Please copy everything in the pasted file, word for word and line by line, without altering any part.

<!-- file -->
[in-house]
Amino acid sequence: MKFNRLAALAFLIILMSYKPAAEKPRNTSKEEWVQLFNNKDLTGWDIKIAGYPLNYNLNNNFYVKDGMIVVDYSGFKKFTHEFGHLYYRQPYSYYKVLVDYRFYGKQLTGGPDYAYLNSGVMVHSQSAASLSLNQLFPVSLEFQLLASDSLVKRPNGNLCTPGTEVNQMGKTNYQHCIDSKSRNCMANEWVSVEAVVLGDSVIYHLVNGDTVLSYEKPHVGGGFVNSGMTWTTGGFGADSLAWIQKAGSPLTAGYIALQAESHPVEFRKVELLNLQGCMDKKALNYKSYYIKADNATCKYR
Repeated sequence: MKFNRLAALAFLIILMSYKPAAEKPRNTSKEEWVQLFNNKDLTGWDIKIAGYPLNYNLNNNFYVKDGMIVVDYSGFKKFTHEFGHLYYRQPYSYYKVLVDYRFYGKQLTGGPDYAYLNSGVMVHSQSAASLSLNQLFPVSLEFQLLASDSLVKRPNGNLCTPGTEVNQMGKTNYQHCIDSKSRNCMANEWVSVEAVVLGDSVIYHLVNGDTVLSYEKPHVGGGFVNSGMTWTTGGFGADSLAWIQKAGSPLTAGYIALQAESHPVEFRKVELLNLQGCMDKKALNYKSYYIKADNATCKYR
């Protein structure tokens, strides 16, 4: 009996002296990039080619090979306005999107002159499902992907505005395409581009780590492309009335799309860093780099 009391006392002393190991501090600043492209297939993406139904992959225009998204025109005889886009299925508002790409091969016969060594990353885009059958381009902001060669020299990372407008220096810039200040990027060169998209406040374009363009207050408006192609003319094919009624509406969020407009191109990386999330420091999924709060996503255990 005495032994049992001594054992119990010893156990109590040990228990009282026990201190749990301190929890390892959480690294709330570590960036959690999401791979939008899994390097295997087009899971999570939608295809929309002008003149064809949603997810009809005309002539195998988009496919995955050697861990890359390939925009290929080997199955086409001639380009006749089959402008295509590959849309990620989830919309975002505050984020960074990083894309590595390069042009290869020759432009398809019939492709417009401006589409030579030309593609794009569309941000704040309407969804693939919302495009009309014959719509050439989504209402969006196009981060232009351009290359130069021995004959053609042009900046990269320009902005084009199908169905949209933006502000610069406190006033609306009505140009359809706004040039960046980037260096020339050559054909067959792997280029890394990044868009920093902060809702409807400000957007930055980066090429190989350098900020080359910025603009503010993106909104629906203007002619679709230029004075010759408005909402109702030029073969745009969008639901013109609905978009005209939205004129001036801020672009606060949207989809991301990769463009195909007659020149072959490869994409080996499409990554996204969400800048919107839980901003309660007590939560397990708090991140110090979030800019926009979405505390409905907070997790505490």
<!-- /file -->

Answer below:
[in-house]
Amino acid sequence: MKFNRLAALAFLIILMSYKPAAEKPRNTSKEEWVQLFNNKDLTGWDIKIAGYPLNYNLNNNFYVKDGMIVVDYSGFKKFTHEFGHLYYRQPYSYYKVLVDYRFYGKQLTGGPDYAYLNSGVMVHSQSAASLSLNQLFPVSLEFQLLASDSLVKRPNGNLCTPGTEVNQMGKTNYQHCIDSKSRNCMANEWVSVEAVVLGDSVIYHLVNGDTVLSYEKPHVGGGFVNSGMTWTTGGFGADSLAWIQKAGSPLTAGYIALQAESHPVEFRKVELLNLQGCMDKKALNYKSYYIKADNATCKYR
Repeated sequence: MKFNRLAALAFLIILMSYKPAAEKPRNTSKEEWVQLFNNKDLTGWDIKIAGYPLNYNLNNNFYVKDGMIVVDYSGFKKFTHEFGHLYYRQPYSYYKVLVDYRFYGKQLTGGPDYAYLNSGVMVHSQSAASLSLNQLFPVSLEFQLLASDSLVKRPNGNLCTPGTEVNQMGKTNYQHCIDSKSRNCMANEWVSVEAVVLGDSVIYHLVNGDTVLSYEKPHVGGGFVNSGMTWTTGGFGADSLAWIQKAGSPLTAGYIALQAESHPVEFRKVELLNLQGCMDKKALNYKSYYIKADNATCKYR
């Protein structure tokens, strides 16, 4: 009996002296990039080619090979306005999107002159499902992907505005395409581009780590492309009335799309860093780099 009391006392002393190991501090600043492209297939993406139904992959225009998204025109005889886009299925508002790409091969016969060594990353885009059958381009902001060669020299990372407008220096810039200040990027060169998209406040374009363009207050408006192609003319094919009624509406969020407009191109990386999330420091999924709060996503255990 005495032994049992001594054992119990010893156990109590040990228990009282026990201190749990301190929890390892959480690294709330570590960036959690999401791979939008899994390097295997087009899971999570939608295809929309002008003149064809949603997810009809005309002539195998988009496919995955050697861990890359390939925009290929080997199955086409001639380009006749089959402008295509590959849309990620989830919309975002505050984020960074990083894309590595390069042009290869020759432009398809019939492709417009401006589409030579030309593609794009569309941000704040309407969804693939919302495009009309014959719509050439989504209402969006196009981060232009351009290359130069021995004959053609042009900046990269320009902005084009199908169905949209933006502000610069406190006033609306009505140009359809706004040039960046980037260096020339050559054909067959792997280029890394990044868009920093902060809702409807400000957007930055980066090429190989350098900020080359910025603009503010993106909104629906203007002619679709230029004075010759408005909402109702030029073969745009969008639901013109609905978009005209939205004129001036801020672009606060949207989809991301990769463009195909007659020149072959490869994409080996499409990554996204969400800048919107839980901003309660007590939560397990708090991140110090979030800019926009979405505390409905907070997790505490």